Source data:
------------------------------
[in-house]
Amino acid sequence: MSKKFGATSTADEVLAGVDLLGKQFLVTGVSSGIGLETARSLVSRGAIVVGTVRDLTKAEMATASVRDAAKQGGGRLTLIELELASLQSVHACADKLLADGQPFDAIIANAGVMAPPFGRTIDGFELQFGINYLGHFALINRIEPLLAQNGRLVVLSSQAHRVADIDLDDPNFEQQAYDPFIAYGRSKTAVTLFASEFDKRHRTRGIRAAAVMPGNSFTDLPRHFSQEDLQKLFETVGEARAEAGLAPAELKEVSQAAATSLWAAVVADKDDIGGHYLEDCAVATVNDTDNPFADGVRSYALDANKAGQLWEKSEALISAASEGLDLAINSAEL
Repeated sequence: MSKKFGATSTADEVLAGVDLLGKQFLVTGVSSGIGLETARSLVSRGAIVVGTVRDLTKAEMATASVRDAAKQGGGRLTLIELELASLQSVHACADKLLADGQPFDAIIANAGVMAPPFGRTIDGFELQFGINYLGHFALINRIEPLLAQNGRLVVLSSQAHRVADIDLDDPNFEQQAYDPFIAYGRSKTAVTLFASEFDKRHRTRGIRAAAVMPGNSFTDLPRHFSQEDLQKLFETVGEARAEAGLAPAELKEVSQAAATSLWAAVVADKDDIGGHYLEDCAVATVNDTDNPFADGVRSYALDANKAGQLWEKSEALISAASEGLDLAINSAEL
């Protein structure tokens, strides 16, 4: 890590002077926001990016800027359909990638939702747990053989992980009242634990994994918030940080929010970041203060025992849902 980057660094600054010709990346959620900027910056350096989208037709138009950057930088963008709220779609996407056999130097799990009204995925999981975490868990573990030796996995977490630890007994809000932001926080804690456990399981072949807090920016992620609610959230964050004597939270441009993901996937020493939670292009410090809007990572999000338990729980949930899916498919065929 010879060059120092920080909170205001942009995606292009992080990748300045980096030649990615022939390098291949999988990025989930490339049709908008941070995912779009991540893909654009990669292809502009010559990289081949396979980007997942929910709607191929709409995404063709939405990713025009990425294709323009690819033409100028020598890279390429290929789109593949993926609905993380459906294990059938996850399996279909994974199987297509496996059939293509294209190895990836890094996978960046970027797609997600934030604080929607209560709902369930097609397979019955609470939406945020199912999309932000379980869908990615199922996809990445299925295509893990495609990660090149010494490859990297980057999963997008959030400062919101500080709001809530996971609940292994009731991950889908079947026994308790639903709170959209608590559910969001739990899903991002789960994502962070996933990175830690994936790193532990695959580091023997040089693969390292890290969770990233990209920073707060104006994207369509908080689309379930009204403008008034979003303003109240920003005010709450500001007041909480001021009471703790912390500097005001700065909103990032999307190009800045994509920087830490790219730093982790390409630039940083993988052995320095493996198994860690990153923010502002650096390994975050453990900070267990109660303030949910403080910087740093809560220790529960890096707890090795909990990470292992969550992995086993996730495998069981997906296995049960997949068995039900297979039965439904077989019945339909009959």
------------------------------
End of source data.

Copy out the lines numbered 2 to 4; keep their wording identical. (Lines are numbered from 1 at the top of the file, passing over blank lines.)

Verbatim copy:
Amino acid sequence: MSKKFGATSTADEVLAGVDLLGKQFLVTGVSSGIGLETARSLVSRGAIVVGTVRDLTKAEMATASVRDAAKQGGGRLTLIELELASLQSVHACADKLLADGQPFDAIIANAGVMAPPFGRTIDGFELQFGINYLGHFALINRIEPLLAQNGRLVVLSSQAHRVADIDLDDPNFEQQAYDPFIAYGRSKTAVTLFASEFDKRHRTRGIRAAAVMPGNSFTDLPRHFSQEDLQKLFETVGEARAEAGLAPAELKEVSQAAATSLWAAVVADKDDIGGHYLEDCAVATVNDTDNPFADGVRSYALDANKAGQLWEKSEALISAASEGLDLAINSAEL
Repeated sequence: MSKKFGATSTADEVLAGVDLLGKQFLVTGVSSGIGLETARSLVSRGAIVVGTVRDLTKAEMATASVRDAAKQGGGRLTLIELELASLQSVHACADKLLADGQPFDAIIANAGVMAPPFGRTIDGFELQFGINYLGHFALINRIEPLLAQNGRLVVLSSQAHRVADIDLDDPNFEQQAYDPFIAYGRSKTAVTLFASEFDKRHRTRGIRAAAVMPGNSFTDLPRHFSQEDLQKLFETVGEARAEAGLAPAELKEVSQAAATSLWAAVVADKDDIGGHYLEDCAVATVNDTDNPFADGVRSYALDANKAGQLWEKSEALISAASEGLDLAINSAEL
């Protein structure tokens, strides 16, 4: 890590002077926001990016800027359909990638939702747990053989992980009242634990994994918030940080929010970041203060025992849902 980057660094600054010709990346959620900027910056350096989208037709138009950057930088963008709220779609996407056999130097799990009204995925999981975490868990573990030796996995977490630890007994809000932001926080804690456990399981072949807090920016992620609610959230964050004597939270441009993901996937020493939670292009410090809007990572999000338990729980949930899916498919065929 010879060059120092920080909170205001942009995606292009992080990748300045980096030649990615022939390098291949999988990025989930490339049709908008941070995912779009991540893909654009990669292809502009010559990289081949396979980007997942929910709607191929709409995404063709939405990713025009990425294709323009690819033409100028020598890279390429290929789109593949993926609905993380459906294990059938996850399996279909994974199987297509496996059939293509294209190895990836890094996978960046970027797609997600934030604080929607209560709902369930097609397979019955609470939406945020199912999309932000379980869908990615199922996809990445299925295509893990495609990660090149010494490859990297980057999963997008959030400062919101500080709001809530996971609940292994009731991950889908079947026994308790639903709170959209608590559910969001739990899903991002789960994502962070996933990175830690994936790193532990695959580091023997040089693969390292890290969770990233990209920073707060104006994207369509908080689309379930009204403008008034979003303003109240920003005010709450500001007041909480001021009471703790912390500097005001700065909103990032999307190009800045994509920087830490790219730093982790390409630039940083993988052995320095493996198994860690990153923010502002650096390994975050453990900070267990109660303030949910403080910087740093809560220790529960890096707890090795909990990470292992969550992995086993996730495998069981997906296995049960997949068995039900297979039965439904077989019945339909009959």